Australia: What do productivity, performance contracts and a bank fee dispute have in common?

"Productivity isn't everything, but in the long run it is almost everything..."
(Paul Krugman - 2008 Nobel Prize for Economics)

Performance based contracts could play a major role in boosting Australia's flagging productivity. However, the High Court's decision in Andrews v ANZ threatens the future of this innovative form of contracting in Australia.

While the reasons for Australia's productivity crisis are varied and complex, there is consensus that innovation is key to the solution. The 2012 Australia in the Asian Century White Paper asserted that:

"most of what is required to lift Australia's productivity is in the hands of individuals...It will emerge through innovation in business processes within firms and more sophisticated relationships among firms...".1


Performance Based Contracts, or PBCs, are a recent innovation that encourage contractors to boost their productivity. A PBC is structured to motivate the contractor to achieve particular outcomes, rather than simply performing individual activities. They are generally used for services contracts but can be adopted for the supply of goods.

The principal pays the contractor according to whether they meet pre-agreed targets usually measured by KPIs. This aligns principals and contractors so that, instead of a contractor working to minimise costs to increase its profits, both principal and contractor work together towards a common outcome.

Where the agreed outcome is achieved, the contractor receives positive remuneration. Where there is a performance failure, there may be an abatement to reflect the contractor's poor performance.

PBCs have been used successfully in Australia by government and the private sector.

The Department of Defence is encouraging more PBC type arrangements and has set out clear guidelines in a draft paper, Managing Contractor Performance under Productivity and Performance Based Contracts (The PPBC Handbook).

PBCs have been endorsed by COAG in the delivery of health services and they have also been used in major infrastructure project and services contracts.

PBCs are not unique to Australia. They are also used extensively in the United States and the European Union.


While PBCs could play an important role in kick starting Australia's productivity growth, the High Court of Australia's decision in Andrews v ANZ may prove to be a stumbling block.

Ostensibly, the Andrews case was about bank fees, however the decision could have ramifications for contracts more broadly. In Andrews, the High Court unanimously held that contractual breach is not necessary to enliven the doctrine of penalties.

This suggests that any secondary fee, which is found to be out of all proportion to the primary loss suffered, may be considered a penalty and hence be unenforceable. This would include a large abatement in a PBC levied as a result of a failure by a contractor to deliver a primary service.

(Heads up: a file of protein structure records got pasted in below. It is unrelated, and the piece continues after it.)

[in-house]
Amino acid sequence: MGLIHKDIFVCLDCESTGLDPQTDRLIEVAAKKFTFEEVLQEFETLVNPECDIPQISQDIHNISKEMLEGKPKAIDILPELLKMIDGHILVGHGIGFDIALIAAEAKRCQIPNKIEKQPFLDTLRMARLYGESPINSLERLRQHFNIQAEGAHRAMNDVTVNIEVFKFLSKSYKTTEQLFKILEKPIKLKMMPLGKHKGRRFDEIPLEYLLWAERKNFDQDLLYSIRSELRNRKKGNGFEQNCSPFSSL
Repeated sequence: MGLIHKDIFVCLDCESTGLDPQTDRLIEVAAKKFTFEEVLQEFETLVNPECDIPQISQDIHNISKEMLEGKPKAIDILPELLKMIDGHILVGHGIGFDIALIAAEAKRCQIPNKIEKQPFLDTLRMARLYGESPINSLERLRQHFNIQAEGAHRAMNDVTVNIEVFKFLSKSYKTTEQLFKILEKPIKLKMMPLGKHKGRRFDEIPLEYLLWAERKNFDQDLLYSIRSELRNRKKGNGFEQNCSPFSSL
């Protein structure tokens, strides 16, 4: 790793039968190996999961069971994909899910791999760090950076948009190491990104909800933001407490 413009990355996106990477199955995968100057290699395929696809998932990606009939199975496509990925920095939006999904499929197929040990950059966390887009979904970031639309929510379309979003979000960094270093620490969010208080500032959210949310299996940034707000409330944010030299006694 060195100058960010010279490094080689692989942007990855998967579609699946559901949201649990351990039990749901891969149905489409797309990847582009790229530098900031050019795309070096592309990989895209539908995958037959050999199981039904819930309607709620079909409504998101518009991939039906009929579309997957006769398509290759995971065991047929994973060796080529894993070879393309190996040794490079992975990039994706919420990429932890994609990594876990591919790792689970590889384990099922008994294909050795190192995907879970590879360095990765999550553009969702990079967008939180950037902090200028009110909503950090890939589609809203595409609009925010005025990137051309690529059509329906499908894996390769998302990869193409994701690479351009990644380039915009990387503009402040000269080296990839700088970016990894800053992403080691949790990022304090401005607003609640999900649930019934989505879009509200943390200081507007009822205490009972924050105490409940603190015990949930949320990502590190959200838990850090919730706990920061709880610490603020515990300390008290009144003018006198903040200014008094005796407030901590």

Due to the potential unenforceability of contractually agreed abatements, care will be needed in structuring the incentive and abatement regimes commonly used in PBCs.

Fundamental to PBCs is the ability to create incentives for good performance by punishing a contractor for poor performance. However, this mechanism to achieve performance may now be unenforceable. This has implications both at the pre-contractual negotiation stage and at the performance stage.

At the pre-contract stage, parties now need to consider whether the abatement regime being agreed to will be enforceable. Effectively the parties are forced to guess how tolerant a court will be in balancing their right to contractual freedom with equitable principles. The parties are left to reconcile setting an abatement level that is large enough to influence performance yet not so large that it becomes unenforceable. This creates uncertainty which may mean PBCs are less attractive.

Significant issues also arise at the performance stage. Where an abatement is set aside and the only recourse for a principal is to prove its actual loss, contractors may find it more profitable to fail to perform an obligation to the agreed level. This effectively creates incentives to underperform in contracts.

This issue is particularly acute in PBCs, because frequently the contract price of PBCs are higher than that for traditional contracts. Contractors price the risk of potential lost revenue from abatements. If there is uncertainty as to whether the abatement is enforceable, then the principal may not be getting value for this risk transfer, which rather defeats the intent of the contract.


On the whole abatements accrue over time and escalate for persistent failure. Two practical measures a principal might take to discourage challenges are, first, to ensure that any abatements arising are deducted regularly to avoid a sizeable unpaid amount accruing that might tempt a contractor to challenge it. Secondly, jeopardising the contractor's revenue stream by the addition of a right to terminate on unfavourable terms to the contractor, if the abatement regime is declared unenforceable, should discourage a challenge.


1 Australia in the Asian Century White Paper (2012) Chapter 4.2.

The content of this article is intended to provide a general guide to the subject matter. Specialist advice should be sought about your specific circumstances.

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